LONDON — Stress seems to be the most common reason for absence from work. Stress at work is not a new phenomenon, but in the past it was often called something else, such as exhaustion. In the worst cases, it led to what was termed a nervous breakdown. Some of the tougher or macho bosses regarded such ailments as a sign of character weakness and would regard a note from the doctor ascribing sickness to “stress” as simple malingering. “Keep a stiff upper lip” or “pull yourself together” were the favorite rebukes to sufferers.
Now, fortunately, there is a wider recognition that stress is a phenomenon that needs to be dealt with sympathetically and humanely, not only for the health of the sufferer but also for efficiency at work. Someone who cannot concentrate as a result of stress will be a drag on any organization, but it would be a loss to dismiss or retire someone who has been trained, is experienced and still has potential. Yet there are too many organizations that fail to act with common sense and understanding to remove, or at least mitigate, the causes of stress in their workforce.
One cause of stress among employees is excessive working hours, which destroy family life and social relationships. Another cause is a bad working environment, but perhaps the most serious cause is bullying and unfair treatment at work.
An organization that invariably expects its staff to stay late or take work home is badly run. Either the organization needs to take on more staff, or it needs a radical rethink of the way work is being done. Questions need to be asked about sharing work loads and delegating tasks. An efficient organization should look carefully at why staff feel forced to stay late. Of course, in a crisis all staff should be prepared to work particularly hard, but there is something wrong with an organization permanently in a crisis.
A good boss will insist that staff keep reasonable hours most of the time and that they take their entitlements to leave. If employees don’t take the leave to which they are entitled, they are likely to get stale and become inefficient.
No one should ever be allowed to think that they are indispensable. In any company, especially where financial issues are involved, the taking of leave should be compulsory so that someone else can see whether all is in order.
In Japan and, increasingly, in the United States and Britain, employees often feel that if they go home early or take leave they will be regarded as laggards and will miss out on promotion. Companies need to ensure that such ambitions are kept in check. One way of doing this is to make it clear to staff in appraisal interviews that long hours are not a key to promotion. Indeed, they may suggest weakness that may make promotion more difficult.
In Japan, the phenomenon of dying from overwork (“karoshi”) has been quite widely reported. Overwork is liable to lead to family problems and often to drink. In this context I always warn Japanese executives to avoid wherever possible sending a man out to a new post unaccompanied (“tanshin-funin”), as the person concerned is liable to become a workaholic, take to drinking or pursue extra-marital sex (“uwaki”).
Marriages often go on the rocks as a result of spouses, usually men, becoming workaholics. The man concerned loses touch with the other partner and with the children. When eventually the worker has to retire, he has no interests other than watching TV and drinking. At this stage in life, the divorce rate increases. Moreover, the absence of working fathers may result not only in loss of contact with children, but also in children’s taking up bad habits such as drugs. Long hours may also mean fewer children. Japan’s net reproduction rate continues to fall at a time when Japan faces an aging and declining population.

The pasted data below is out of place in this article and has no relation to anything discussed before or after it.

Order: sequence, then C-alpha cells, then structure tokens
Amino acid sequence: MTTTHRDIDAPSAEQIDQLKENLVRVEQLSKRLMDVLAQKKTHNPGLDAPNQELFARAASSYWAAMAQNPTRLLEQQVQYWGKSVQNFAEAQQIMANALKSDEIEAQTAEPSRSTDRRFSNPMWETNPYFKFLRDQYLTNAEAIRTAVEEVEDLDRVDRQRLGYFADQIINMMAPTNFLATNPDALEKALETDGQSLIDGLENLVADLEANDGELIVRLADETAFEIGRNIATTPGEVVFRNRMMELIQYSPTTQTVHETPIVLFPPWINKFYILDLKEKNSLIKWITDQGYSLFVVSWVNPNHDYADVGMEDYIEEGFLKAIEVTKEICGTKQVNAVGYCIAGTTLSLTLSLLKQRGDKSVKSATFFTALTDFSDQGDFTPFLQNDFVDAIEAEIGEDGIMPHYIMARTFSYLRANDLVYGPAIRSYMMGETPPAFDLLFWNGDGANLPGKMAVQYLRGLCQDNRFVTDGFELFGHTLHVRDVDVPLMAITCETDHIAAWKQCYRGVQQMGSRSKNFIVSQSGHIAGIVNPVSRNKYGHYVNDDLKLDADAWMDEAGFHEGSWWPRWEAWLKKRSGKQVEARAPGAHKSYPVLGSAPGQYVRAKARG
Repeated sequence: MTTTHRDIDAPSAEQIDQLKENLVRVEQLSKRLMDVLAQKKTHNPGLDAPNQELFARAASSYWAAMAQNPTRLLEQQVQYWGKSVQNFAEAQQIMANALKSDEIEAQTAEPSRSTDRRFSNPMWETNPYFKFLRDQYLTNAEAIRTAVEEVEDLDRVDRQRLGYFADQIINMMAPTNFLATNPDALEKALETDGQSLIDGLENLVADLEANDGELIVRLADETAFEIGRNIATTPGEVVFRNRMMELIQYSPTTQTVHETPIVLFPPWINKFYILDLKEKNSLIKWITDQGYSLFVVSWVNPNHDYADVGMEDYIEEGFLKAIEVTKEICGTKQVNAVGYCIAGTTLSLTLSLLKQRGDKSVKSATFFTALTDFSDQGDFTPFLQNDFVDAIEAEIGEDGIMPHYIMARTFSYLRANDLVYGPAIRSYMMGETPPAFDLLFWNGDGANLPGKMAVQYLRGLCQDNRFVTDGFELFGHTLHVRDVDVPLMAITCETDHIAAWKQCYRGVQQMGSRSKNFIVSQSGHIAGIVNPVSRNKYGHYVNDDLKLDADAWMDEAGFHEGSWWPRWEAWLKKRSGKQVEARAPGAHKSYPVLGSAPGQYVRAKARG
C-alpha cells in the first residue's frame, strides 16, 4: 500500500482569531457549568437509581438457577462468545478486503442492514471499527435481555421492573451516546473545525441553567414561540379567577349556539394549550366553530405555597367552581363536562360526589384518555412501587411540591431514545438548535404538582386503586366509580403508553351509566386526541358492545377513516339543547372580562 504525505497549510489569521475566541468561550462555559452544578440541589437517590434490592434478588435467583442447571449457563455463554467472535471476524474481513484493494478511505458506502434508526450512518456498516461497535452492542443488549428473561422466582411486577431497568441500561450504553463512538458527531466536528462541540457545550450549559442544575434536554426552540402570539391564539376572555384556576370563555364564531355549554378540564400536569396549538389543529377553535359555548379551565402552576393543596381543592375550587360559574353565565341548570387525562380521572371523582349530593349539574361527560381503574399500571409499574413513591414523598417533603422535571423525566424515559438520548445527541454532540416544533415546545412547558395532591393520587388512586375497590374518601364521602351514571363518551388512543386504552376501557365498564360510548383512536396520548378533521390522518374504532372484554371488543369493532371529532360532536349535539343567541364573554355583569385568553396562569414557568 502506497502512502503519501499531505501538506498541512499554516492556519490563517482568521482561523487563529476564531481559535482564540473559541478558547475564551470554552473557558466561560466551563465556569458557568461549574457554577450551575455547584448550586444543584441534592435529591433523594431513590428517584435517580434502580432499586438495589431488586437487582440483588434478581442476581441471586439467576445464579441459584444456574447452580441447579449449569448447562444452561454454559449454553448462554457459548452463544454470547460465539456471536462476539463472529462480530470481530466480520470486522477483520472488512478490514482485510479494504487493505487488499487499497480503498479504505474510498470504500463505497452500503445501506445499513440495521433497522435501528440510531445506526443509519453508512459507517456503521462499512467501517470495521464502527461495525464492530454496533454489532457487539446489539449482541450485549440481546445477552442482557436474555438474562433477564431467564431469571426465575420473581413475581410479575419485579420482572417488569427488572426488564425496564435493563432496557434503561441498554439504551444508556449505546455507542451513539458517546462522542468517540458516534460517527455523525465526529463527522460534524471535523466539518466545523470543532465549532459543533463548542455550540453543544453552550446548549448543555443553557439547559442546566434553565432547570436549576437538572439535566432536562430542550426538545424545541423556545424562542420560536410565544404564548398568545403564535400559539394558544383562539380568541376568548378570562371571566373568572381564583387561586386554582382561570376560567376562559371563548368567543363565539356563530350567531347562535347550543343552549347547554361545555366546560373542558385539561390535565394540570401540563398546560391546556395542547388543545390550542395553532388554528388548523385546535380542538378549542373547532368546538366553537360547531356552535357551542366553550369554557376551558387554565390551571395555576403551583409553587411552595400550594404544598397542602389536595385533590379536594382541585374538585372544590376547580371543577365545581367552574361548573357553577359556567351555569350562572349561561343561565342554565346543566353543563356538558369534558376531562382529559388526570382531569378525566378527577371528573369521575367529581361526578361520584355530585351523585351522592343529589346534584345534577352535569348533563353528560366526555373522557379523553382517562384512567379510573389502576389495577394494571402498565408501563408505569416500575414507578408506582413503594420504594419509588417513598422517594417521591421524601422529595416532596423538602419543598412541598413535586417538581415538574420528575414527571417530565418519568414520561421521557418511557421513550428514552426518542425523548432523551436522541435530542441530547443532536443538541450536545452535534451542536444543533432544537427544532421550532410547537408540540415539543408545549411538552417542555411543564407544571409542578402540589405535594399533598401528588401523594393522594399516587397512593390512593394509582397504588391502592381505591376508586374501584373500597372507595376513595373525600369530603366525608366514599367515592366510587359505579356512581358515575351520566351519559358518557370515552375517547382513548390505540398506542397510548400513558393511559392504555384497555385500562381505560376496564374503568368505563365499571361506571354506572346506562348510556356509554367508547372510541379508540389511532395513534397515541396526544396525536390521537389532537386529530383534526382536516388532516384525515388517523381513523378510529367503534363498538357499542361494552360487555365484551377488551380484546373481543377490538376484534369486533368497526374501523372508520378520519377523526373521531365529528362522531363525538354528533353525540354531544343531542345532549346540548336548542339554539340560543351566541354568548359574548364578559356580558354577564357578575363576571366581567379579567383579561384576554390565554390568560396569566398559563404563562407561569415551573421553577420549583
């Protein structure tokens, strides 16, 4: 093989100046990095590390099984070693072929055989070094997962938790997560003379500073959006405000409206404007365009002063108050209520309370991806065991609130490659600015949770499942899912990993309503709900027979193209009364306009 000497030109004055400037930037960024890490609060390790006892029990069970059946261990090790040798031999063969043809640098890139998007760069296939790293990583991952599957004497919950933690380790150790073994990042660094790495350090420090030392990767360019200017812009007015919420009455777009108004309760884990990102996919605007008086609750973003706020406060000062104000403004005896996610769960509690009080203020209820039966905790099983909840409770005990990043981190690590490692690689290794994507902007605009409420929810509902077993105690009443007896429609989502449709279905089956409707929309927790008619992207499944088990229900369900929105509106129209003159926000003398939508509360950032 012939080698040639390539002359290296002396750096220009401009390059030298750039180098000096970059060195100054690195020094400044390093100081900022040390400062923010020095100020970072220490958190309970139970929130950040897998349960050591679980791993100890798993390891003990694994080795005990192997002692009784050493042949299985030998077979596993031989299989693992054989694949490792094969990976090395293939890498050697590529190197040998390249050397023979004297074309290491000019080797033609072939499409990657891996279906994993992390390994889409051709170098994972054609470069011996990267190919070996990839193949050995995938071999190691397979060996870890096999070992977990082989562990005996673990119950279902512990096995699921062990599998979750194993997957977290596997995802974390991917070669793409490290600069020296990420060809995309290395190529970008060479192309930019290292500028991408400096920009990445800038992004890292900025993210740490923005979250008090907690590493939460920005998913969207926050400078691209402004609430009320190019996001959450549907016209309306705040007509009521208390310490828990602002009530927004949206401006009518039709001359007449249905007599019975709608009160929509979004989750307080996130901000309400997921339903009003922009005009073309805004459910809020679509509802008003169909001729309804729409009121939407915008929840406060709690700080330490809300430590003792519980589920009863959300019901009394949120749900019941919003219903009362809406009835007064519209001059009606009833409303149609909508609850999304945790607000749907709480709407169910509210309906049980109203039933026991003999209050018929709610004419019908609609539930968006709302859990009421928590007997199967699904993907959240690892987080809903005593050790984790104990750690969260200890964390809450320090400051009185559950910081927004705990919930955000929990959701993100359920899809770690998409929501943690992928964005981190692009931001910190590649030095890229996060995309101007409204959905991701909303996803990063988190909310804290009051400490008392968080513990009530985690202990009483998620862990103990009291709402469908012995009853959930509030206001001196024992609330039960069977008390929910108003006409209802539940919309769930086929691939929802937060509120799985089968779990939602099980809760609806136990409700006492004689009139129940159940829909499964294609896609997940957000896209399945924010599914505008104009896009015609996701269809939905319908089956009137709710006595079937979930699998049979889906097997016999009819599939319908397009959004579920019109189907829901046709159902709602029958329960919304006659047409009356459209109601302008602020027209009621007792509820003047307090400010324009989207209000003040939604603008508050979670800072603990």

Companies need to pay careful attention to environmental conditions. An office needs to have good ventilation and lighting with adequate space and ergonomically designed desks. Facilities such as toilets, drinking water and canteens need to be carefully planned — not merely to meet standards laid down by governments but also to ensure that staff are comfortable.
Unfortunately, even if there is no culture of excessive hours and offices are environmentally friendly, stress-related problems will surface. The vital need here is for good personal relations so that bullying by bosses of subordinates is avoided and a generally friendly atmosphere is established. Staff mistakes or slackness must be corrected, but there are good and bad ways of making corrections. Criticisms need to be worded with sensitivity.
A boss who never praises the work of his subordinates or always takes the credit for their work will be justifiably unpopular. Communication skills are essential for any good boss. Firmness is of course necessary, but even more important is kindness. No man or woman is ever perfect. His or her skills and experience need to be used and developed. The days of “hire and fire” are over. It may be necessary occasionally in the end to get rid of someone, but such final measures are usually costly and often a confirmation of weakness in the hirer and the firer.
The manager also needs to know his staff thoroughly so that he or she can get the best out of them. A good human relations manager is important in any organization, but ultimately the responsibility for managing staff lies with the section manager, who needs to recognize when and why an employee is becoming stressed.
We all need to “chill out” from time to time and get a good break from office politics. Stress is not a phenomenon that we can dismiss as imaginary or an attempt to malinger. It is real and can be damaging to efficiency as well as health and family.
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